Minelab Explorer IIPrice: $1200
Based on 97 reviews
Avg. Durability: 4.40
Avg. Ease of use: 4.00
First up, this machine is not for newcomers unless you are able to learn and adapt to a lot of new concepts, lingo and configurations. However, if perseverance is in your locker and you're bright enough or technically minded, then by all means you can take on this detector and master it.
The manual is not the most user friendly and could be simpler, but importantly all the information you need is there. I read the manual and watched every youtube video and web article relating to this machine that I could find.
I also bought some patterns so that I could learn proven patterns and so that I would not just be limited to the default discrimination patterns. I now use my own pattern, which is working well on my local beach.
My first few beach trips(2 hours per trip) yielded a lot of junk, ring pulls, etc. By trip 6 I was pulling out coinage to junk at a ratio of about 7:1 using the advanced smart screen and tone audio to decide on whether or not to dig a target. A few short weeks ago that ratio was easily 1:25 in junks favour!
If you are experienced with MDing then you will piuck this machine up a LOT faster and you will get productive a LOT quicker.
There are a few bad points. It's heavy and if you're new to MDing then you'll probably get a sore elbow, like me, after a while. This is down to me gripping the detector too tight though. If you just relax a little then you should be fine. You have to go slower with this machine but it pays off in the end. The number values on the screen can jump around a lot if your sensitivity is not set right or if you're over thrash.. . As a newbie this confused me at first. The learning curve is STEEP, it's not for the faint hearted. But as I said you will master it if you persevere at it.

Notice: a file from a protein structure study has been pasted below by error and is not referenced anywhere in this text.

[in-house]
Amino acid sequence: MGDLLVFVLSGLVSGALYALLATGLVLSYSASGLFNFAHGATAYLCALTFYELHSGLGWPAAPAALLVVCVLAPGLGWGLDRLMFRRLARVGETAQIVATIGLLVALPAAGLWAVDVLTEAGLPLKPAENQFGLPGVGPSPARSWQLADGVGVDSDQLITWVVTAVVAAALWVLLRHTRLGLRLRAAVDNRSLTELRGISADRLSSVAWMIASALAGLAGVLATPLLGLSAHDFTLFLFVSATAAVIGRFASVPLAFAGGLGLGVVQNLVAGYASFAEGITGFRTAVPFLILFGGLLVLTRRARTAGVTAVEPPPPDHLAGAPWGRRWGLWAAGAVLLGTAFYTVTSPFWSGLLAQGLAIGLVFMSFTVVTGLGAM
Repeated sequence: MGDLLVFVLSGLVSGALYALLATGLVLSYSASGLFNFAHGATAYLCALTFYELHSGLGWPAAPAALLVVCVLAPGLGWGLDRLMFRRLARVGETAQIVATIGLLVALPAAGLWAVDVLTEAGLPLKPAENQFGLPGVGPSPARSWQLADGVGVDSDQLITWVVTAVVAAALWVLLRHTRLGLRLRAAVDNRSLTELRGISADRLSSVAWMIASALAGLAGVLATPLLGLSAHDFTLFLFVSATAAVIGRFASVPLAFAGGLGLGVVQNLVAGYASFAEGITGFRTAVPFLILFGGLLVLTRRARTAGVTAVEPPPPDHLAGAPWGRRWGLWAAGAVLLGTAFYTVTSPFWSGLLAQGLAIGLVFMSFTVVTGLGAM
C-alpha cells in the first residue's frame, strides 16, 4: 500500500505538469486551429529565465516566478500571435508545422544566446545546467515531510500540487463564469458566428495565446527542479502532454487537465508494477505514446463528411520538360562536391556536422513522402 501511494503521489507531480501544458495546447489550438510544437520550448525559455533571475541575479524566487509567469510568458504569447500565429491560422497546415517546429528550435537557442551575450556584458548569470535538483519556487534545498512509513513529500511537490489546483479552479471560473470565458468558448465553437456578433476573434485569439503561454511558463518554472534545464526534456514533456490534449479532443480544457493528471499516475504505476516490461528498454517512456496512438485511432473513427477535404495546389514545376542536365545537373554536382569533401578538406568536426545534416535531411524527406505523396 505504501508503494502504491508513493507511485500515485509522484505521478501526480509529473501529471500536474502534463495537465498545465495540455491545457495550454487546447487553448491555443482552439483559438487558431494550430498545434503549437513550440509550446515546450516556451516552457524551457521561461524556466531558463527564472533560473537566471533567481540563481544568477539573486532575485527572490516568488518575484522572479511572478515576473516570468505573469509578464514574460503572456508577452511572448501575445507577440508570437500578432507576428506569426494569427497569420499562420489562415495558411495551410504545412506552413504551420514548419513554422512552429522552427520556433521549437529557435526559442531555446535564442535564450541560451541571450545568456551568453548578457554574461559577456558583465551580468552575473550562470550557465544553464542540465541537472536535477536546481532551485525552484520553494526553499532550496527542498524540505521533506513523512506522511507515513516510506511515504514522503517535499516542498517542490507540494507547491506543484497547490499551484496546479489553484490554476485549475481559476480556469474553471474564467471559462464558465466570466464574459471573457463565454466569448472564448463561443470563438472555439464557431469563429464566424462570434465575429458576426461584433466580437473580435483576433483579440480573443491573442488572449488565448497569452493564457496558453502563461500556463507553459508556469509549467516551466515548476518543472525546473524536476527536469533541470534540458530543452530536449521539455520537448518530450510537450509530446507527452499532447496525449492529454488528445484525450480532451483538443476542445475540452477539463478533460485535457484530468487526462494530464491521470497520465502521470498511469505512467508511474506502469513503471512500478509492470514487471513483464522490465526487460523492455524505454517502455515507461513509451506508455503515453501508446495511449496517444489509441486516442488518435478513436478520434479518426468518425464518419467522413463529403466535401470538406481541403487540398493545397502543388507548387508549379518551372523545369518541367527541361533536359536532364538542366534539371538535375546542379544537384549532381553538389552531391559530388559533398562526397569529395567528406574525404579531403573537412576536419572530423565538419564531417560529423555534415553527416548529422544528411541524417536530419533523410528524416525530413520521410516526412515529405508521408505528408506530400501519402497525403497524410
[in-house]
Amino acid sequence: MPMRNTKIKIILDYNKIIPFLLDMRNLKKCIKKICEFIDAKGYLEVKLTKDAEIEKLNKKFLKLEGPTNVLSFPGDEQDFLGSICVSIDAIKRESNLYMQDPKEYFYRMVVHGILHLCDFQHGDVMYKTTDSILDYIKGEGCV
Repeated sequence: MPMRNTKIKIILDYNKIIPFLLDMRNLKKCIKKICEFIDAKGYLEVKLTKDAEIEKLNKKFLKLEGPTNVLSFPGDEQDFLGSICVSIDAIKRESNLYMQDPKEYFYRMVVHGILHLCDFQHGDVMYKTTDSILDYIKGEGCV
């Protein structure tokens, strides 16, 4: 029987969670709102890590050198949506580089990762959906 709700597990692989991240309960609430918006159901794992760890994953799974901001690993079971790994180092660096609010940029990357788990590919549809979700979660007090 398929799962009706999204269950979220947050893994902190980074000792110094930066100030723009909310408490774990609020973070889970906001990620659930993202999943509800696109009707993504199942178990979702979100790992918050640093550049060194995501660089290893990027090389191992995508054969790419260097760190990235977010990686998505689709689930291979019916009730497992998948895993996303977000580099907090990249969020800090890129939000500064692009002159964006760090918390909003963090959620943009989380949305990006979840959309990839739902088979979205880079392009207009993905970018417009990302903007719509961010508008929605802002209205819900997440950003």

There are many good points to this detector, it goes deep and after a while you get a good handle on the audio signals. The detector is fully customizable and handles my beach, that has high mineralization, very well. It takes the wet and dry sand in its stride. Last time out when I go to the beach a guy had left his trail in the sand and I thought that it would be pointless to detect, he had covered so much ground. I focused on learning the machine a bit more and I was picking up a coin every 4 or 5 minutes that this guy had missed! For locating the target in the ground The 'pinpointer' on the explorer II is spot on. But once you have dug out the hole/target I'd recommend a probe, I'm using the propointer and it has sped up my recovery rate a lot.
There are a few ways to hunt using either basic or advanced options. Basic means you can select coins/jewelery and start hunting.
Advanced means you can fully customize the discrimination pattern to suit your requirements. Your sensitivity and threshold are key and these can be individually manually set. The detector can also adjust the sensitivity automatically if you so wish.
It's my first detector so I have nothing else to compare it with but overall I'm very happy with it. You will be too.
Beachsands from Ireland
Minelab explorer 11
Ricky from East yorkshire
Bunch of Cry Babies
Troy from Washington State